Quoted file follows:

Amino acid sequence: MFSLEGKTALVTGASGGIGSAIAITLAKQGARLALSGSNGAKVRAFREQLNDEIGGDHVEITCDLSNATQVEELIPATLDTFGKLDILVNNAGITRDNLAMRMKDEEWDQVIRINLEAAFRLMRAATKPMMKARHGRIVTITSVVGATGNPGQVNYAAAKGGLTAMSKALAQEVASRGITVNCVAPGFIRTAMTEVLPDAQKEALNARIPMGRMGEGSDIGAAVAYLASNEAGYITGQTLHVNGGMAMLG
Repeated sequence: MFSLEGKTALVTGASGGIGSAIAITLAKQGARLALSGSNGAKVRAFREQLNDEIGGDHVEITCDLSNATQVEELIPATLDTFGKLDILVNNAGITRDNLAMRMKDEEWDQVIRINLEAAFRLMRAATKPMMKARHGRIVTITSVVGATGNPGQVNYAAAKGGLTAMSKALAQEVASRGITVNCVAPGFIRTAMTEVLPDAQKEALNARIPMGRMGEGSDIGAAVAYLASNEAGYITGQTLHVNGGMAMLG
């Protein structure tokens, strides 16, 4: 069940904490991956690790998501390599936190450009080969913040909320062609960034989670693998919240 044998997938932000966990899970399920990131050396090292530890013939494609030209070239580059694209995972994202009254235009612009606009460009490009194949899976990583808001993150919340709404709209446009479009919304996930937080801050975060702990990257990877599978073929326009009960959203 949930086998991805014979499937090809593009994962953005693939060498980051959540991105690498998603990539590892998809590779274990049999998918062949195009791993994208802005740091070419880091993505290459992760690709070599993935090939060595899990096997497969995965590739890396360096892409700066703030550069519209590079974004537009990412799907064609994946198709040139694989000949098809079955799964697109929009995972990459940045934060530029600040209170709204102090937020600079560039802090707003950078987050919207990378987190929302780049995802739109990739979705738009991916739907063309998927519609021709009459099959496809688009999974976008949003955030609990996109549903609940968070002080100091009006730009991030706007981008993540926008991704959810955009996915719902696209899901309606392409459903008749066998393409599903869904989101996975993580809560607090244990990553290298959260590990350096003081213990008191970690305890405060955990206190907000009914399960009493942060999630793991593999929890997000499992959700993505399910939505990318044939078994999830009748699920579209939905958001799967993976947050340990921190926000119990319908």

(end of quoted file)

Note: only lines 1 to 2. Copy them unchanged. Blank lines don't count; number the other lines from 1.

Amino acid sequence: MFSLEGKTALVTGASGGIGSAIAITLAKQGARLALSGSNGAKVRAFREQLNDEIGGDHVEITCDLSNATQVEELIPATLDTFGKLDILVNNAGITRDNLAMRMKDEEWDQVIRINLEAAFRLMRAATKPMMKARHGRIVTITSVVGATGNPGQVNYAAAKGGLTAMSKALAQEVASRGITVNCVAPGFIRTAMTEVLPDAQKEALNARIPMGRMGEGSDIGAAVAYLASNEAGYITGQTLHVNGGMAMLG
Repeated sequence: MFSLEGKTALVTGASGGIGSAIAITLAKQGARLALSGSNGAKVRAFREQLNDEIGGDHVEITCDLSNATQVEELIPATLDTFGKLDILVNNAGITRDNLAMRMKDEEWDQVIRINLEAAFRLMRAATKPMMKARHGRIVTITSVVGATGNPGQVNYAAAKGGLTAMSKALAQEVASRGITVNCVAPGFIRTAMTEVLPDAQKEALNARIPMGRMGEGSDIGAAVAYLASNEAGYITGQTLHVNGGMAMLG